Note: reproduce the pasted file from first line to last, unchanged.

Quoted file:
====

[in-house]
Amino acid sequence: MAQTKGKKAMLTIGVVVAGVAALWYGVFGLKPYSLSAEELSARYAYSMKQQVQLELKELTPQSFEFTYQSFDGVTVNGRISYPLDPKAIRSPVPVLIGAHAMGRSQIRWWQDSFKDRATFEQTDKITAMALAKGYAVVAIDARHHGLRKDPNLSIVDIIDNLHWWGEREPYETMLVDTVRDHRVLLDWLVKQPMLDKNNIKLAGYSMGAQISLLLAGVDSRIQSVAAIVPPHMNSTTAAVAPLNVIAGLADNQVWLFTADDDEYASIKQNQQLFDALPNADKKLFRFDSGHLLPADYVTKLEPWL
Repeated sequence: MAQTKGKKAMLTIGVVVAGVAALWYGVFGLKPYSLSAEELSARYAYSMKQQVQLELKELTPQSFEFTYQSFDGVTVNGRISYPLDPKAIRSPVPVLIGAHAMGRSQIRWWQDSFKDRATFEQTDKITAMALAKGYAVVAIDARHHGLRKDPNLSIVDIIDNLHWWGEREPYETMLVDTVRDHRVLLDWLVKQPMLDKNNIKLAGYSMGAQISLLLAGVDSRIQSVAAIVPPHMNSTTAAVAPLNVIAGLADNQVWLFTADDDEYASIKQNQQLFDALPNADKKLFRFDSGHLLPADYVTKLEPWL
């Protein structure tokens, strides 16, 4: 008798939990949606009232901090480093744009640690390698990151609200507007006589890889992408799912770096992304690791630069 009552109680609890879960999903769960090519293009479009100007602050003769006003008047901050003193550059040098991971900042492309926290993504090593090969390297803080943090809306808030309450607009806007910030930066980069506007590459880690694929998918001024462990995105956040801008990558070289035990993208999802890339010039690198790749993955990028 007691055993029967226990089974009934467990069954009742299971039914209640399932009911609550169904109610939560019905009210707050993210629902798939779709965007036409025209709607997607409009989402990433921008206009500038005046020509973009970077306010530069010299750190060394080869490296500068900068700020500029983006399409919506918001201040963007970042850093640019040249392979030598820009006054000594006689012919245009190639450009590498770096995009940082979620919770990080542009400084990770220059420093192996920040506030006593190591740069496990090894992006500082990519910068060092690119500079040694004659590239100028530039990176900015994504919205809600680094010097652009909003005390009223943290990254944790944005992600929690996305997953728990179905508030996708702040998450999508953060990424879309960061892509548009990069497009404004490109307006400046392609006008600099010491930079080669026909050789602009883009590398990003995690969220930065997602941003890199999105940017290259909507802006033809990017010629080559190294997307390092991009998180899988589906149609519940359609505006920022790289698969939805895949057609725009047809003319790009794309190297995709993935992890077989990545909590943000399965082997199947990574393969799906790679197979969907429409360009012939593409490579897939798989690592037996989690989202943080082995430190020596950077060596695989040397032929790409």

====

[in-house]
Amino acid sequence: MAQTKGKKAMLTIGVVVAGVAALWYGVFGLKPYSLSAEELSARYAYSMKQQVQLELKELTPQSFEFTYQSFDGVTVNGRISYPLDPKAIRSPVPVLIGAHAMGRSQIRWWQDSFKDRATFEQTDKITAMALAKGYAVVAIDARHHGLRKDPNLSIVDIIDNLHWWGEREPYETMLVDTVRDHRVLLDWLVKQPMLDKNNIKLAGYSMGAQISLLLAGVDSRIQSVAAIVPPHMNSTTAAVAPLNVIAGLADNQVWLFTADDDEYASIKQNQQLFDALPNADKKLFRFDSGHLLPADYVTKLEPWL
Repeated sequence: MAQTKGKKAMLTIGVVVAGVAALWYGVFGLKPYSLSAEELSARYAYSMKQQVQLELKELTPQSFEFTYQSFDGVTVNGRISYPLDPKAIRSPVPVLIGAHAMGRSQIRWWQDSFKDRATFEQTDKITAMALAKGYAVVAIDARHHGLRKDPNLSIVDIIDNLHWWGEREPYETMLVDTVRDHRVLLDWLVKQPMLDKNNIKLAGYSMGAQISLLLAGVDSRIQSVAAIVPPHMNSTTAAVAPLNVIAGLADNQVWLFTADDDEYASIKQNQQLFDALPNADKKLFRFDSGHLLPADYVTKLEPWL
């Protein structure tokens, strides 16, 4: 008798939990949606009232901090480093744009640690390698990151609200507007006589890889992408799912770096992304690791630069 009552109680609890879960999903769960090519293009479009100007602050003769006003008047901050003193550059040098991971900042492309926290993504090593090969390297803080943090809306808030309450607009806007910030930066980069506007590459880690694929998918001024462990995105956040801008990558070289035990993208999802890339010039690198790749993955990028 007691055993029967226990089974009934467990069954009742299971039914209640399932009911609550169904109610939560019905009210707050993210629902798939779709965007036409025209709607997607409009989402990433921008206009500038005046020509973009970077306010530069010299750190060394080869490296500068900068700020500029983006399409919506918001201040963007970042850093640019040249392979030598820009006054000594006689012919245009190639450009590498770096995009940082979620919770990080542009400084990770220059420093192996920040506030006593190591740069496990090894992006500082990519910068060092690119500079040694004659590239100028530039990176900015994504919205809600680094010097652009909003005390009223943290990254944790944005992600929690996305997953728990179905508030996708702040998450999508953060990424879309960061892509548009990069497009404004490109307006400046392609006008600099010491930079080669026909050789602009883009590398990003995690969220930065997602941003890199999105940017290259909507802006033809990017010629080559190294997307390092991009998180899988589906149609519940359609505006920022790289698969939805895949057609725009047809003319790009794309190297995709993935992890077989990545909590943000399965082997199947990574393969799906790679197979969907429409360009012939593409490579897939798989690592037996989690989202943080082995430190020596950077060596695989040397032929790409």